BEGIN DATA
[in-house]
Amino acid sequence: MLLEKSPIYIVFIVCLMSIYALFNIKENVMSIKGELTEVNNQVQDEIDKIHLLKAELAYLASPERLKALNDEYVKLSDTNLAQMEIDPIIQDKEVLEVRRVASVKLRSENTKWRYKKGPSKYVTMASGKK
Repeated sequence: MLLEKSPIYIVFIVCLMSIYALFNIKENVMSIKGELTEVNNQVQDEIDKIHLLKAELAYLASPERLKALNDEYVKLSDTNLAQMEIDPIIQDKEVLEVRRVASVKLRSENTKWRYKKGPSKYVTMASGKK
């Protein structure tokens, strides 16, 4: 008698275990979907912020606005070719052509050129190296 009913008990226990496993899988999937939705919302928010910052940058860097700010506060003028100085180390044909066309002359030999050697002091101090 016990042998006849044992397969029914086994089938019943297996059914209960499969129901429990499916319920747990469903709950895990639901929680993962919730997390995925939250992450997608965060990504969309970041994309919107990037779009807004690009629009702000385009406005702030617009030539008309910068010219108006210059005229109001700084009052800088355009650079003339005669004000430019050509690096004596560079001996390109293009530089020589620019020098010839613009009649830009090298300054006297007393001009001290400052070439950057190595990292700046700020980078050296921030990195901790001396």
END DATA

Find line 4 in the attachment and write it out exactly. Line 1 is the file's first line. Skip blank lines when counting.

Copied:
């Protein structure tokens, strides 16, 4: 008698275990979907912020606005070719052509050129190296 009913008990226990496993899988999937939705919302928010910052940058860097700010506060003028100085180390044909066309002359030999050697002091101090 016990042998006849044992397969029914086994089938019943297996059914209960499969129901429990499916319920747990469903709950895990639901929680993962919730997390995925939250992450997608965060990504969309970041994309919107990037779009807004690009629009702000385009406005702030617009030539008309910068010219108006210059005229109001700084009052800088355009650079003339005669004000430019050509690096004596560079001996390109293009530089020589620019020098010839613009009649830009090298300054006297007393001009001290400052070439950057190595990292700046700020980078050296921030990195901790001396």